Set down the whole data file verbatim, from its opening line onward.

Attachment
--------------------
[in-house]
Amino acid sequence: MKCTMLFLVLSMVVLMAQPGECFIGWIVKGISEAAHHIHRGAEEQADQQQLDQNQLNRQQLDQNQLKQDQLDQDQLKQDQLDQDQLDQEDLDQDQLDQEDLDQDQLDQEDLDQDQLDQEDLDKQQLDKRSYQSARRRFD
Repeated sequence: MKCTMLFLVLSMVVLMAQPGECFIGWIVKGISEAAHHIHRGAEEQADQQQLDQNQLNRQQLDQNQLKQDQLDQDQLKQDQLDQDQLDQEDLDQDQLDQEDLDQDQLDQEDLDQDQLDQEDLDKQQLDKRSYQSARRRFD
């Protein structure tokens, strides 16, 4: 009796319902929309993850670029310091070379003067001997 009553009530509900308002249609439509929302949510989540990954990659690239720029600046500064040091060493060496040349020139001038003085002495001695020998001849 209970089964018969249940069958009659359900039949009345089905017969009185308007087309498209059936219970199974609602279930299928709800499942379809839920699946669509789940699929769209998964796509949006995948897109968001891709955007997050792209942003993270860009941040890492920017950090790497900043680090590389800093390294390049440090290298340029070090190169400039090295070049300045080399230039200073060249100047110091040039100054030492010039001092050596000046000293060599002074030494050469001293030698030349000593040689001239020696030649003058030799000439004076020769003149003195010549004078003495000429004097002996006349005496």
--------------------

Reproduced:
[in-house]
Amino acid sequence: MKCTMLFLVLSMVVLMAQPGECFIGWIVKGISEAAHHIHRGAEEQADQQQLDQNQLNRQQLDQNQLKQDQLDQDQLKQDQLDQDQLDQEDLDQDQLDQEDLDQDQLDQEDLDQDQLDQEDLDKQQLDKRSYQSARRRFD
Repeated sequence: MKCTMLFLVLSMVVLMAQPGECFIGWIVKGISEAAHHIHRGAEEQADQQQLDQNQLNRQQLDQNQLKQDQLDQDQLKQDQLDQDQLDQEDLDQDQLDQEDLDQDQLDQEDLDQDQLDQEDLDKQQLDKRSYQSARRRFD
């Protein structure tokens, strides 16, 4: 009796319902929309993850670029310091070379003067001997 009553009530509900308002249609439509929302949510989540990954990659690239720029600046500064040091060493060496040349020139001038003085002495001695020998001849 209970089964018969249940069958009659359900039949009345089905017969009185308007087309498209059936219970199974609602279930299928709800499942379809839920699946669509789940699929769209998964796509949006995948897109968001891709955007997050792209942003993270860009941040890492920017950090790497900043680090590389800093390294390049440090290298340029070090190169400039090295070049300045080399230039200073060249100047110091040039100054030492010039001092050596000046000293060599002074030494050469001293030698030349000593040689001239020696030649003058030799000439004076020769003149003195010549004078003495000429004097002996006349005496």